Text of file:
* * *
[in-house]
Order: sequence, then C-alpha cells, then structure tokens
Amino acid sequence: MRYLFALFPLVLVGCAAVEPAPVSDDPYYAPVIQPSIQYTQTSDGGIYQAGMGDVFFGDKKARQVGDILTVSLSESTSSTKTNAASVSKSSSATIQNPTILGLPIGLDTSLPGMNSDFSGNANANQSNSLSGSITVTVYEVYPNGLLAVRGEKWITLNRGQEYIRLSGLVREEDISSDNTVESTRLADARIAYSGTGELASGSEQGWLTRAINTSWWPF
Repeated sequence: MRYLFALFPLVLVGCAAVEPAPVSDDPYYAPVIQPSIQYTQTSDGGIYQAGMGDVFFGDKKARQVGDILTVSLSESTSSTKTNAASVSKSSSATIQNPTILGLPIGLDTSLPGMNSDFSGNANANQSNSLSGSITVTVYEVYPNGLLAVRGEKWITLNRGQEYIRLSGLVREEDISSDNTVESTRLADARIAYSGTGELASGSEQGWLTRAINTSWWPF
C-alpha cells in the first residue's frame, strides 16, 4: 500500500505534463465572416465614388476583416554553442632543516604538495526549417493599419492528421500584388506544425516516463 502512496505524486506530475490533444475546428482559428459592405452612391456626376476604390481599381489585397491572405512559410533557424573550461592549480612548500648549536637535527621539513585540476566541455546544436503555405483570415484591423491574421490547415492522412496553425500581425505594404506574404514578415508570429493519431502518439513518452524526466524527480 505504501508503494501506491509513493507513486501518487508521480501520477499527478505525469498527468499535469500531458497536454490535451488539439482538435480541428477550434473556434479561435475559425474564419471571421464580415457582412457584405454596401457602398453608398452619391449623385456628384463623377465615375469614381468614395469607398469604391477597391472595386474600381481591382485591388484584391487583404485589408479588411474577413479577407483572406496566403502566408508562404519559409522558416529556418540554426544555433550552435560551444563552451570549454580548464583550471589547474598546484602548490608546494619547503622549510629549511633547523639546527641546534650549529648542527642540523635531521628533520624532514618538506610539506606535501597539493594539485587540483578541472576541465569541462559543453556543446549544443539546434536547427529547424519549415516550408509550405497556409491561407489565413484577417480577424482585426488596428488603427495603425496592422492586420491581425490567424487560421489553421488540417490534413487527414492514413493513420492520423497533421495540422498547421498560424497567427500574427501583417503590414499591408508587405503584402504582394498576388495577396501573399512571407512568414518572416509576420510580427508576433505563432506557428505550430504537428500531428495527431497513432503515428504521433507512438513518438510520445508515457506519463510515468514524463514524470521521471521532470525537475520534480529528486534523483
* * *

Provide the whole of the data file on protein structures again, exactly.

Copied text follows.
[in-house]
Order: sequence, then C-alpha cells, then structure tokens
Amino acid sequence: MRYLFALFPLVLVGCAAVEPAPVSDDPYYAPVIQPSIQYTQTSDGGIYQAGMGDVFFGDKKARQVGDILTVSLSESTSSTKTNAASVSKSSSATIQNPTILGLPIGLDTSLPGMNSDFSGNANANQSNSLSGSITVTVYEVYPNGLLAVRGEKWITLNRGQEYIRLSGLVREEDISSDNTVESTRLADARIAYSGTGELASGSEQGWLTRAINTSWWPF
Repeated sequence: MRYLFALFPLVLVGCAAVEPAPVSDDPYYAPVIQPSIQYTQTSDGGIYQAGMGDVFFGDKKARQVGDILTVSLSESTSSTKTNAASVSKSSSATIQNPTILGLPIGLDTSLPGMNSDFSGNANANQSNSLSGSITVTVYEVYPNGLLAVRGEKWITLNRGQEYIRLSGLVREEDISSDNTVESTRLADARIAYSGTGELASGSEQGWLTRAINTSWWPF
C-alpha cells in the first residue's frame, strides 16, 4: 500500500505534463465572416465614388476583416554553442632543516604538495526549417493599419492528421500584388506544425516516463 502512496505524486506530475490533444475546428482559428459592405452612391456626376476604390481599381489585397491572405512559410533557424573550461592549480612548500648549536637535527621539513585540476566541455546544436503555405483570415484591423491574421490547415492522412496553425500581425505594404506574404514578415508570429493519431502518439513518452524526466524527480 505504501508503494501506491509513493507513486501518487508521480501520477499527478505525469498527468499535469500531458497536454490535451488539439482538435480541428477550434473556434479561435475559425474564419471571421464580415457582412457584405454596401457602398453608398452619391449623385456628384463623377465615375469614381468614395469607398469604391477597391472595386474600381481591382485591388484584391487583404485589408479588411474577413479577407483572406496566403502566408508562404519559409522558416529556418540554426544555433550552435560551444563552451570549454580548464583550471589547474598546484602548490608546494619547503622549510629549511633547523639546527641546534650549529648542527642540523635531521628533520624532514618538506610539506606535501597539493594539485587540483578541472576541465569541462559543453556543446549544443539546434536547427529547424519549415516550408509550405497556409491561407489565413484577417480577424482585426488596428488603427495603425496592422492586420491581425490567424487560421489553421488540417490534413487527414492514413493513420492520423497533421495540422498547421498560424497567427500574427501583417503590414499591408508587405503584402504582394498576388495577396501573399512571407512568414518572416509576420510580427508576433505563432506557428505550430504537428500531428495527431497513432503515428504521433507512438513518438510520445508515457506519463510515468514524463514524470521521471521532470525537475520534480529528486534523483